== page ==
For more than half a century China has used pandas to keep its friends and neighbours happy and helpful. That’s right! These cuddly, slow breeding mammals have played a key role in the country’s diplomatic moves. From being gifted to political heavyweights to boosting trade deals, the pandas have done it all.
It can be traced back to the time when Empress Wu Zetian of the Tang Dynasty gave a panda as a present to the Japanese Emperor. The gesture reportedly received such applause and attention that these mammals became diplomatic symbols of friendship and cooperation between China and other countries. In the 1950s, the People’s Republic of China revived the practice. Between 1958 and 1982, 23 pandas were given away as presents to 9 countries.
When Ling-Ling and Hsing-Hsing came to the United States in 1972, as a gift for President Richard Nixon, approximately 1.1 million visitors came to see them in the first year. Such was their fame and glamour that the then British Prime Minister Edward Heath openly expressed his wish to carry a couple of them home, when he came to China in 1974. And so, Chia-Chia and Ching-Ching arrived at the London Zoo a few weeks later.
Pay for a panda
By 1984 pandas, or rather the Chinese officials, were ready to explore the money markets. They began to loan out the animals. China would lend them out as loans, with terms and conditions attached - a US$1,000,000 per year fee and all cubs born out of this arrangement were to be China’s property.
In 1998, when the People’s Republic of China (PRC) wanted to barter a peace deal through pandas with the Republic of China (ROC), the Convention on International Trade of Endangered Species (CITES) became a bone of contention. While the PRC maintained that since it was a domestic transfer, CITES did not apply. The ROC government differed and insisted on CITES procedures. After China was unified under a single national government and the government changed in Taiwan in 2008, 2 pandas were imported to Taipei Zoo in Taiwan as "species of traditional herbal medicine".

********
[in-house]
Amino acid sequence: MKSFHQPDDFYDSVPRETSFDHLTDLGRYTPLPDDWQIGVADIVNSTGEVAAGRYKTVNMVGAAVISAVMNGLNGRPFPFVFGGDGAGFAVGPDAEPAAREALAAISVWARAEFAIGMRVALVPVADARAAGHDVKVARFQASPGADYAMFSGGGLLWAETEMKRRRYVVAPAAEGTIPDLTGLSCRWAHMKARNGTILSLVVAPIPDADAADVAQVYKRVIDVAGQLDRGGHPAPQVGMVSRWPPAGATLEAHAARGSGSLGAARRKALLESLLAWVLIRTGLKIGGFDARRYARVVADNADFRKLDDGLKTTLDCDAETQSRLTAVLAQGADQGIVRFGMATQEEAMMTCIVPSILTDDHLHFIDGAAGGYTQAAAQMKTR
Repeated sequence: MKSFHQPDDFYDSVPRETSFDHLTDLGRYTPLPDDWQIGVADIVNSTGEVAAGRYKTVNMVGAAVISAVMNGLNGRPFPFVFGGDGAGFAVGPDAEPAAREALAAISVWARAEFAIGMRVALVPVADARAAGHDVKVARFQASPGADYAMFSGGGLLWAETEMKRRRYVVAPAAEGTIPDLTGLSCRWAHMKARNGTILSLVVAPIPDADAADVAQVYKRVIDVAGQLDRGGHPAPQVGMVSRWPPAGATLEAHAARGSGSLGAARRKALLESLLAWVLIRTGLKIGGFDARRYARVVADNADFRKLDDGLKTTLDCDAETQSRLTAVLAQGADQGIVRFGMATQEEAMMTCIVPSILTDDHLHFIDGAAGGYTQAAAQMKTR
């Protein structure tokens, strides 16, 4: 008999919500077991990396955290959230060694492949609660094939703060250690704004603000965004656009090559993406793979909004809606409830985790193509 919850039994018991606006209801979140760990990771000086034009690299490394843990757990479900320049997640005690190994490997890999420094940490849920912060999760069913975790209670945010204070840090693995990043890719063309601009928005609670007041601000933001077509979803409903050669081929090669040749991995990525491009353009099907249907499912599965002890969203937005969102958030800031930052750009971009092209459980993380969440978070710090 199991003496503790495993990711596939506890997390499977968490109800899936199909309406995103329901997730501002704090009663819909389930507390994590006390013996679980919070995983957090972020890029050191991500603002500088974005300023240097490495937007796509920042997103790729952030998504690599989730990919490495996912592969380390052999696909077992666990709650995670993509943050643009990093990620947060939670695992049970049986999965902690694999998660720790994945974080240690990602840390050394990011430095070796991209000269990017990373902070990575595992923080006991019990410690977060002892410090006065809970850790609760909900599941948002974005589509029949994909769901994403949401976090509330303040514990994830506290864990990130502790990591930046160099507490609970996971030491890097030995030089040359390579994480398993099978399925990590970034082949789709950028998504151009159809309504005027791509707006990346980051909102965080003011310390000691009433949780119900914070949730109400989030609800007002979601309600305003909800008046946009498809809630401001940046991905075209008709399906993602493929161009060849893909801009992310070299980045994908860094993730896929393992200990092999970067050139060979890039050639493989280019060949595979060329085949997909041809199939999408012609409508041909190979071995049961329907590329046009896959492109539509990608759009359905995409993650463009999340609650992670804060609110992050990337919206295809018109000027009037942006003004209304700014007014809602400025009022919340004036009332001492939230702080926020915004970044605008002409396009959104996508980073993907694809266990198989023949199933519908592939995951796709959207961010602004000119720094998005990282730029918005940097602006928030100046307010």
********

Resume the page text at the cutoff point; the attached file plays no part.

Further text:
A team of researchers from Oxford University has declared that such ‘cute’ panda deals can cause irreparable damage to the environment. They studied the records of China’s panda loans and trade deals since 2008. This new phase of trade deal-led panda loans was based on the Chinese principle of guanxi. This means deep trade relations based on trust, longevity and loyalty.
The researchers found that Canada, France and Australia have panda loans that coincide with trade deals for uranium, mining resources and technology. The study gives the example of a deal between China and Scotland. Edinburgh Zoo received its first pair of pandas in 2011. In return, China got contracts worth £2.6 billion for the supply of petro-chemical and renewable energy technology, salmon meat, and Land Rovers.
Further, the Oxford study, published in the journal Environmental Practice, said that China worked the devastation of the 2008 Sichuan earthquake to its convenience. After the earthquake destroyed an important panda conservation centre in Sichuan Province, sixty pandas living at the Wolong Nature Reserve and Breeding Centre had nowhere to go. So these panda loans became 'both a lucrative source of funds to assist the rebuilding and development of the centre and a partial solution to the housing problem'.
Today, pandas are not diplomatic symbols but pawns in the progress of China’s strategic interests, says the study. Alluding to the logo of the World Wildlife Fund, Dr Paul Jepson, lead researcher of the Oxford team, claims the panda to be symbolic of “western efforts to conserve wildlife internationally”. And expresses concern over the fact that China is letting its “political, trade, economic and cultural imperatives”to influence its save-panda strategy.
Is it? Or is Dr Jepson’s angst triggered by China’s growing stature in the arena of global trade?
We can only wait and watch.
"Giant pandas are very popular among the Japanese, and they are a symbol of the friendly ties between Japan and China."
— Hu Jintao, former President, People’s Republic of China
Weapons of mass diplomacy
Last month 14 panda cubs ‘artificially bred’ at a centre in China’s Sichuan province took the world wide web by storm. The tiny monochromatic cubs were blissfully unaware of their fame and influence as they made the world let out a collective ‘Awwwwwww!’.